Conjugacy classes in symmetric groups
Let’s work out how symmetric groups act on themselves by conjugation. As I’m writing I notice that what I said before about composition of permutations is sort of backwards. It’s one of those annoying conventions that doesn’t really change anything, but can still be a bit confusing. From here on when we write permutations in cycle notation we compose by reading the cycles from right to left. That is, . Before I was reading them left to right. The new way behaves more like group actions. The exposition comes after the jump.
First of all, it’s useful to have a quick way of inverting a permutation. All we have to do is write it down in cycle notation, then reverse all the cycles. The inverse of is . The inverse of is .
Now let’s work out an example. Let act on by conjugation. We calculate . What about acting on ? We find .
More generally, say is a permutation in , and that is a -cycle. Then we have the conjugation . Let’s see what it does to the symbol .
Either is for some in the cycle or not. If it is, then first sends to ; then it sends that to ; then it sends that to . If isn’t of this form, sends it back to itself. That is, is another -cycle: .
For a product of disjoint cycles the answer is the same. Conjugation by replaces every in the cycle notation with . In particular, conjugation preserves the cycle structure of the permutation. On the other hand, given two permutations with the same cycle structure we can find a conjugation between them by writing them one above the other and sending a letter on the top to the letter just below it. If we have the two permutations
they are conjugate by . Indeed we can check that .
This is big. Permutations are conjugate if and only if they have the same cycle structure.
So what sort of cycle structures are there? The cycle notation for a permutation of letters breaks those letters into a bunch of different collections. There’s one cycle structure for every way of writing as the sum of a bunch of smaller numbers like this. We call such a way of adding up to a “partition” of . For example, for we have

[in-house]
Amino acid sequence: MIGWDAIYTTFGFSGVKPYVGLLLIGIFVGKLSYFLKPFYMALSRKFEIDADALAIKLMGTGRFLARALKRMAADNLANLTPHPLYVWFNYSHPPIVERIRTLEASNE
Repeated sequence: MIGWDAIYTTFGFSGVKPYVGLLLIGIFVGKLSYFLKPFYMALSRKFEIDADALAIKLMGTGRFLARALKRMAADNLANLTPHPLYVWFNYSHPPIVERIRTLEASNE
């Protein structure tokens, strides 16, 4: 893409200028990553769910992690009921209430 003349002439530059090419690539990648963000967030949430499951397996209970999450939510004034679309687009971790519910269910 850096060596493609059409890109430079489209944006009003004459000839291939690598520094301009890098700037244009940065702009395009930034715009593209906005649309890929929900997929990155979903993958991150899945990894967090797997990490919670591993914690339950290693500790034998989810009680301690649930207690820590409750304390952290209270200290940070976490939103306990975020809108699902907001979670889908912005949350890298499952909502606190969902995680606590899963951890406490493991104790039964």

How many permutations are in each class? Let’s say we’re looking at a partition of into . We shuffle around all n$ letters in ways and then take the first of them, then the next , and so on until only are left.
But now we’ve overcounted. If we rotate the letters in a cycle around we have the same permutation: . For the cycle of letters there are choices here that all give the same permutation, so we have to divide by each .
We’ve still overcounted! If there are two cycles of the same length we don’t care if we do first one and then the other since they share no letters in common. We have to further divide by where is the number of ‘s in the partition. Then we’re right. Let’s do this for .
|Cycle Structure||Size of Conjugacy Class|
We can check that these numbers add up to , as they should. They also square with Mark Dominus’ post.
So how can we say this in terms of group actions? The group acts on itself by conjugation. There is one orbit for each partition of . We can calculate the size of the orbit corresponding to a given partition as above. If we watch closely, we’ve also found the isotropy subgroup of a given permutation: it’s the subgroup generated by permutations that rotate cycles and those that swap cycles of different types. In fact, the size of this group is exactly what we use to calculate the size of a conjugacy class! The number of permutations conjugate to a given permutation is the number of permutations () divided by the size of the isotropy subgroup of .
Pay attention to these things, they get even more interesting.